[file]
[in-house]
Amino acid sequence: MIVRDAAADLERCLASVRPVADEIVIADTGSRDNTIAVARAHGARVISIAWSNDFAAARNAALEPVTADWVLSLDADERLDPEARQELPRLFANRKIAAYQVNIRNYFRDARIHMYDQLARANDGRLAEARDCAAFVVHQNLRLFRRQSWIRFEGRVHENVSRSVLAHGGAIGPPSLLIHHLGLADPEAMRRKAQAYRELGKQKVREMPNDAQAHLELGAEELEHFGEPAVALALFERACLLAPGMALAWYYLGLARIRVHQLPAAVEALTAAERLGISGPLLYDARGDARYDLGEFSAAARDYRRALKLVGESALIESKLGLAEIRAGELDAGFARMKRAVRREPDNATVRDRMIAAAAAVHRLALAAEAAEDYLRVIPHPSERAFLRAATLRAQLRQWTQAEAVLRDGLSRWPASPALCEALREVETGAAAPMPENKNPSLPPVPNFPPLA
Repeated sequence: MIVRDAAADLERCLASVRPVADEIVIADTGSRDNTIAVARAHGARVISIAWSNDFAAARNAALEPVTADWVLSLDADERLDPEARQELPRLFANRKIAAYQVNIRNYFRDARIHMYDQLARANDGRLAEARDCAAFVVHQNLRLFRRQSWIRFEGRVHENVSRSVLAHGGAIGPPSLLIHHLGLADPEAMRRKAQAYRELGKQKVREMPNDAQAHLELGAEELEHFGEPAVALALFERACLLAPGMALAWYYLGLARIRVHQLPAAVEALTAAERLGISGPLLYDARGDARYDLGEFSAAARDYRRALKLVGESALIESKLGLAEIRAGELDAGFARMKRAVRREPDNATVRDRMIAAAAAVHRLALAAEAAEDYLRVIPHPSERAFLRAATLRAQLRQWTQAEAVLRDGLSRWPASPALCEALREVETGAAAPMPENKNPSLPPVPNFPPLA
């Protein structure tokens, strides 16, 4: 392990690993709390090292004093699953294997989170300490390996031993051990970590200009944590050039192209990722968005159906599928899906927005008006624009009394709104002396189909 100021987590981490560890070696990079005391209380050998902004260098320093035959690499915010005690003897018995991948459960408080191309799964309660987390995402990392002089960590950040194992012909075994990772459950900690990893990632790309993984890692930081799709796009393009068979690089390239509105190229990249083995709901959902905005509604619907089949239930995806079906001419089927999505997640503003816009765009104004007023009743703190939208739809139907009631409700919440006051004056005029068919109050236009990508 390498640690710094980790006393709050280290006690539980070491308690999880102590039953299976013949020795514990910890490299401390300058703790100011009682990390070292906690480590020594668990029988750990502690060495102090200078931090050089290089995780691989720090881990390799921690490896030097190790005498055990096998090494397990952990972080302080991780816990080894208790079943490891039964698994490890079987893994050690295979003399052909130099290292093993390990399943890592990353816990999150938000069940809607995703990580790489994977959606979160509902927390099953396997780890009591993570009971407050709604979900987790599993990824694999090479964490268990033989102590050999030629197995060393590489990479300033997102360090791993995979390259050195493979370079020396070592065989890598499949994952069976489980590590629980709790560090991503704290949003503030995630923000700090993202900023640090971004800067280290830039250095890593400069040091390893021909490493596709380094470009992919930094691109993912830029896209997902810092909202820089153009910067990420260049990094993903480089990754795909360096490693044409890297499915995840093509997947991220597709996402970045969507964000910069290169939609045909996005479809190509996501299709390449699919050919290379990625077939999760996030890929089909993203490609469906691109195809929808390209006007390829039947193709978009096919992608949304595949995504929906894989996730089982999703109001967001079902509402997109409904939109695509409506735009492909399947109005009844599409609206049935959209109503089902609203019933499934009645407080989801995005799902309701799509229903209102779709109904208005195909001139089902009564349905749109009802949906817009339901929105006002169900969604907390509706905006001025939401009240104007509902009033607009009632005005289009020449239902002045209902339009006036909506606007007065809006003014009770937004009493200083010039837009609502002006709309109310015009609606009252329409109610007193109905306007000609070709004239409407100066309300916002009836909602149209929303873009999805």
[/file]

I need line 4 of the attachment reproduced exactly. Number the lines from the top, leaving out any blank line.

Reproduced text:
């Protein structure tokens, strides 16, 4: 392990690993709390090292004093699953294997989170300490390996031993051990970590200009944590050039192209990722968005159906599928899906927005008006624009009394709104002396189909 100021987590981490560890070696990079005391209380050998902004260098320093035959690499915010005690003897018995991948459960408080191309799964309660987390995402990392002089960590950040194992012909075994990772459950900690990893990632790309993984890692930081799709796009393009068979690089390239509105190229990249083995709901959902905005509604619907089949239930995806079906001419089927999505997640503003816009765009104004007023009743703190939208739809139907009631409700919440006051004056005029068919109050236009990508 390498640690710094980790006393709050280290006690539980070491308690999880102590039953299976013949020795514990910890490299401390300058703790100011009682990390070292906690480590020594668990029988750990502690060495102090200078931090050089290089995780691989720090881990390799921690490896030097190790005498055990096998090494397990952990972080302080991780816990080894208790079943490891039964698994490890079987893994050690295979003399052909130099290292093993390990399943890592990353816990999150938000069940809607995703990580790489994977959606979160509902927390099953396997780890009591993570009971407050709604979900987790599993990824694999090479964490268990033989102590050999030629197995060393590489990479300033997102360090791993995979390259050195493979370079020396070592065989890598499949994952069976489980590590629980709790560090991503704290949003503030995630923000700090993202900023640090971004800067280290830039250095890593400069040091390893021909490493596709380094470009992919930094691109993912830029896209997902810092909202820089153009910067990420260049990094993903480089990754795909360096490693044409890297499915995840093509997947991220597709996402970045969507964000910069290169939609045909996005479809190509996501299709390449699919050919290379990625077939999760996030890929089909993203490609469906691109195809929808390209006007390829039947193709978009096919992608949304595949995504929906894989996730089982999703109001967001079902509402997109409904939109695509409506735009492909399947109005009844599409609206049935959209109503089902609203019933499934009645407080989801995005799902309701799509229903209102779709109904208005195909001139089902009564349905749109009802949906817009339901929105006002169900969604907390509706905006001025939401009240104007509902009033607009009632005005289009020449239902002045209902339009006036909506606007007065809006003014009770937004009493200083010039837009609502002006709309109310015009609606009252329409109610007193109905306007000609070709004239409407100066309300916002009836909602149209929303873009999805």